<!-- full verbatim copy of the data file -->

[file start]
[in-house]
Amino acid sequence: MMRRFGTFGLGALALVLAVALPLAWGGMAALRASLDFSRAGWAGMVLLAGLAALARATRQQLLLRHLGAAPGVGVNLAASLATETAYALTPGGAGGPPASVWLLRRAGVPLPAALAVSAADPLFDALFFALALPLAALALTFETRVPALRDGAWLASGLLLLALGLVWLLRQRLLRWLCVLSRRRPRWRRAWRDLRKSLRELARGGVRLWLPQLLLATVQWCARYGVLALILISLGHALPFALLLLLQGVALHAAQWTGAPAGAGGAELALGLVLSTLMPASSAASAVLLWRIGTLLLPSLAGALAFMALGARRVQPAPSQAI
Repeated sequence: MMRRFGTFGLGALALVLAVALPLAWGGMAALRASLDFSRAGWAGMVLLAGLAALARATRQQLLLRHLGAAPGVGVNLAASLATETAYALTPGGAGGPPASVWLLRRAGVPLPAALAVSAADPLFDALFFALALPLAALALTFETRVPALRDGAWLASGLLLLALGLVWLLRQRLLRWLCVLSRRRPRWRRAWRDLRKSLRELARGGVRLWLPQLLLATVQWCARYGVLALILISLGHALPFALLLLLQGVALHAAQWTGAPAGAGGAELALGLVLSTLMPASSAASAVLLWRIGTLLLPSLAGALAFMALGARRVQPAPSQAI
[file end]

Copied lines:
[in-house]
Amino acid sequence: MMRRFGTFGLGALALVLAVALPLAWGGMAALRASLDFSRAGWAGMVLLAGLAALARATRQQLLLRHLGAAPGVGVNLAASLATETAYALTPGGAGGPPASVWLLRRAGVPLPAALAVSAADPLFDALFFALALPLAALALTFETRVPALRDGAWLASGLLLLALGLVWLLRQRLLRWLCVLSRRRPRWRRAWRDLRKSLRELARGGVRLWLPQLLLATVQWCARYGVLALILISLGHALPFALLLLLQGVALHAAQWTGAPAGAGGAELALGLVLSTLMPASSAASAVLLWRIGTLLLPSLAGALAFMALGARRVQPAPSQAI
Repeated sequence: MMRRFGTFGLGALALVLAVALPLAWGGMAALRASLDFSRAGWAGMVLLAGLAALARATRQQLLLRHLGAAPGVGVNLAASLATETAYALTPGGAGGPPASVWLLRRAGVPLPAALAVSAADPLFDALFFALALPLAALALTFETRVPALRDGAWLASGLLLLALGLVWLLRQRLLRWLCVLSRRRPRWRRAWRDLRKSLRELARGGVRLWLPQLLLATVQWCARYGVLALILISLGHALPFALLLLLQGVALHAAQWTGAPAGAGGAELALGLVLSTLMPASSAASAVLLWRIGTLLLPSLAGALAFMALGARRVQPAPSQAI